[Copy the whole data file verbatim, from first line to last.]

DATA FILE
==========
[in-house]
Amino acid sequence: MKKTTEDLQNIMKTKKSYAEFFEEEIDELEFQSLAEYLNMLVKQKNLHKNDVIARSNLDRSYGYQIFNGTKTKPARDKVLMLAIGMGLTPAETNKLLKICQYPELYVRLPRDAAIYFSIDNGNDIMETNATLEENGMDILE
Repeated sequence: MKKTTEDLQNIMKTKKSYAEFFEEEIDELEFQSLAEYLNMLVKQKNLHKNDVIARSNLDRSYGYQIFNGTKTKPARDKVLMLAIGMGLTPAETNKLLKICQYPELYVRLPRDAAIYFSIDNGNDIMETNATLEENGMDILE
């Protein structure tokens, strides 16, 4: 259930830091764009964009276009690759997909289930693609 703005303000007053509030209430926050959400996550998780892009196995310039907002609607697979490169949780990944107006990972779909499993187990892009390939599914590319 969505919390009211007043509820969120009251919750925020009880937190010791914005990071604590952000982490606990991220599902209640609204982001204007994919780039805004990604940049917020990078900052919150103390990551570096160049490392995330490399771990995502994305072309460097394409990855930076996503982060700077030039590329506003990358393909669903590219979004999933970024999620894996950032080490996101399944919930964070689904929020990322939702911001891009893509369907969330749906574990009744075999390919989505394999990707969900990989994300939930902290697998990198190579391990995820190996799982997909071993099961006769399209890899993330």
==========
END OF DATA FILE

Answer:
[in-house]
Amino acid sequence: MKKTTEDLQNIMKTKKSYAEFFEEEIDELEFQSLAEYLNMLVKQKNLHKNDVIARSNLDRSYGYQIFNGTKTKPARDKVLMLAIGMGLTPAETNKLLKICQYPELYVRLPRDAAIYFSIDNGNDIMETNATLEENGMDILE
Repeated sequence: MKKTTEDLQNIMKTKKSYAEFFEEEIDELEFQSLAEYLNMLVKQKNLHKNDVIARSNLDRSYGYQIFNGTKTKPARDKVLMLAIGMGLTPAETNKLLKICQYPELYVRLPRDAAIYFSIDNGNDIMETNATLEENGMDILE
């Protein structure tokens, strides 16, 4: 259930830091764009964009276009690759997909289930693609 703005303000007053509030209430926050959400996550998780892009196995310039907002609607697979490169949780990944107006990972779909499993187990892009390939599914590319 969505919390009211007043509820969120009251919750925020009880937190010791914005990071604590952000982490606990991220599902209640609204982001204007994919780039805004990604940049917020990078900052919150103390990551570096160049490392995330490399771990995502994305072309460097394409990855930076996503982060700077030039590329506003990358393909669903590219979004999933970024999620894996950032080490996101399944919930964070689904929020990322939702911001891009893509369907969330749906574990009744075999390919989505394999990707969900990989994300939930902290697998990198190579391990995820190996799982997909071993099961006769399209890899993330």